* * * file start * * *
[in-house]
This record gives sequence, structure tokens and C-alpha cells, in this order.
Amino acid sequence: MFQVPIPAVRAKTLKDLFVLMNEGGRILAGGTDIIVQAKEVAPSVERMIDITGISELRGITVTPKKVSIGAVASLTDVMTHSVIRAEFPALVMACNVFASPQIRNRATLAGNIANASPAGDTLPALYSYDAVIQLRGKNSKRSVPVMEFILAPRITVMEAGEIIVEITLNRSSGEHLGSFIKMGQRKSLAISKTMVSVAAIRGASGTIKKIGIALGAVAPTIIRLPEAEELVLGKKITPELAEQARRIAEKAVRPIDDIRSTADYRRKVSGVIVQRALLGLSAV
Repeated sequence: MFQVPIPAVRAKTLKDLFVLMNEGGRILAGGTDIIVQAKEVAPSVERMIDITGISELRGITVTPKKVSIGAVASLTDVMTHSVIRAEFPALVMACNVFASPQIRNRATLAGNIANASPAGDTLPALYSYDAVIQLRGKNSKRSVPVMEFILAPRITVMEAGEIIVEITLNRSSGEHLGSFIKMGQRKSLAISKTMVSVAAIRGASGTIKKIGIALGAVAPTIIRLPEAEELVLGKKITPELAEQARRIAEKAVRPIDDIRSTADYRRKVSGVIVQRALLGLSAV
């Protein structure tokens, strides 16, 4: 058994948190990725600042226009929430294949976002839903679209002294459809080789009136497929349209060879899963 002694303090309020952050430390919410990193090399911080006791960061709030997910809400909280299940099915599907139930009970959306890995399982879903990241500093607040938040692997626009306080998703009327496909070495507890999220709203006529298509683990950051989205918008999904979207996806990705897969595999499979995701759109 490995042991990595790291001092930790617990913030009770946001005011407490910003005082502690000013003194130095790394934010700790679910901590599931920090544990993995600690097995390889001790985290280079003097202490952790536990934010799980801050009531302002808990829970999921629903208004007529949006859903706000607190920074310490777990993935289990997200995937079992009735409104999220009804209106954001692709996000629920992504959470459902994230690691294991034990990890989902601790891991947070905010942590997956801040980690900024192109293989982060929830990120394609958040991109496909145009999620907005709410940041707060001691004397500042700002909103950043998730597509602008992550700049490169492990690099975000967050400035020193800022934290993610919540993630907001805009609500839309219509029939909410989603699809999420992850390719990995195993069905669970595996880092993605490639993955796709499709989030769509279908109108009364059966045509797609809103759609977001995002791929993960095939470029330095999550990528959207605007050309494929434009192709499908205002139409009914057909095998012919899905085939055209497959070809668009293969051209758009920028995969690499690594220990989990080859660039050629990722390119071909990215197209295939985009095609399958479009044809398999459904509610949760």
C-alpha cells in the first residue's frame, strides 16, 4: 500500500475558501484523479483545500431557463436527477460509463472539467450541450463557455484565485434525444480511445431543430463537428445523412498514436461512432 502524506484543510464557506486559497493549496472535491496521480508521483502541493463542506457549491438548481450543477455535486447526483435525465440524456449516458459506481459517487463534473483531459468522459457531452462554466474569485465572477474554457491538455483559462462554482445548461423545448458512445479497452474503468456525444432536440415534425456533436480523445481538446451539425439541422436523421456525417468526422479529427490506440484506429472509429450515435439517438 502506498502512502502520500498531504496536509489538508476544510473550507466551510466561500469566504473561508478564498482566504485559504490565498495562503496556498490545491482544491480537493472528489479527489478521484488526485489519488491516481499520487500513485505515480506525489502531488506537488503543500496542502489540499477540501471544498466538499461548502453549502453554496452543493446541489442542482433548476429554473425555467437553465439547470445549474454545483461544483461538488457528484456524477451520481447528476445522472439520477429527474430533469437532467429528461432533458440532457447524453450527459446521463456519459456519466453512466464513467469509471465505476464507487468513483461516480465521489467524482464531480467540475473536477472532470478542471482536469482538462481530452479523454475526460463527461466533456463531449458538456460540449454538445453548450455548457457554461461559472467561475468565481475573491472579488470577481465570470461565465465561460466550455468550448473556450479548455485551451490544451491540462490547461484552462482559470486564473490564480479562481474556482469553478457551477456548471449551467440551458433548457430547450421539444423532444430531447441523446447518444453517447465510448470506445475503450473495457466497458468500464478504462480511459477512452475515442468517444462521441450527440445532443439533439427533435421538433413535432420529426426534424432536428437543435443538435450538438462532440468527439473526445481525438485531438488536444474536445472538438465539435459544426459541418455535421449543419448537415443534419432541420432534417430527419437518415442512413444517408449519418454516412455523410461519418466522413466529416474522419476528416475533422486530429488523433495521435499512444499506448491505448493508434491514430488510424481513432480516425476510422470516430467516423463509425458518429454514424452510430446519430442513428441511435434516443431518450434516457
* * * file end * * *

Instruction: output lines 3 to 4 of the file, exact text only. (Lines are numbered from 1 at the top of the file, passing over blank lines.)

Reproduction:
Amino acid sequence: MFQVPIPAVRAKTLKDLFVLMNEGGRILAGGTDIIVQAKEVAPSVERMIDITGISELRGITVTPKKVSIGAVASLTDVMTHSVIRAEFPALVMACNVFASPQIRNRATLAGNIANASPAGDTLPALYSYDAVIQLRGKNSKRSVPVMEFILAPRITVMEAGEIIVEITLNRSSGEHLGSFIKMGQRKSLAISKTMVSVAAIRGASGTIKKIGIALGAVAPTIIRLPEAEELVLGKKITPELAEQARRIAEKAVRPIDDIRSTADYRRKVSGVIVQRALLGLSAV
Repeated sequence: MFQVPIPAVRAKTLKDLFVLMNEGGRILAGGTDIIVQAKEVAPSVERMIDITGISELRGITVTPKKVSIGAVASLTDVMTHSVIRAEFPALVMACNVFASPQIRNRATLAGNIANASPAGDTLPALYSYDAVIQLRGKNSKRSVPVMEFILAPRITVMEAGEIIVEITLNRSSGEHLGSFIKMGQRKSLAISKTMVSVAAIRGASGTIKKIGIALGAVAPTIIRLPEAEELVLGKKITPELAEQARRIAEKAVRPIDDIRSTADYRRKVSGVIVQRALLGLSAV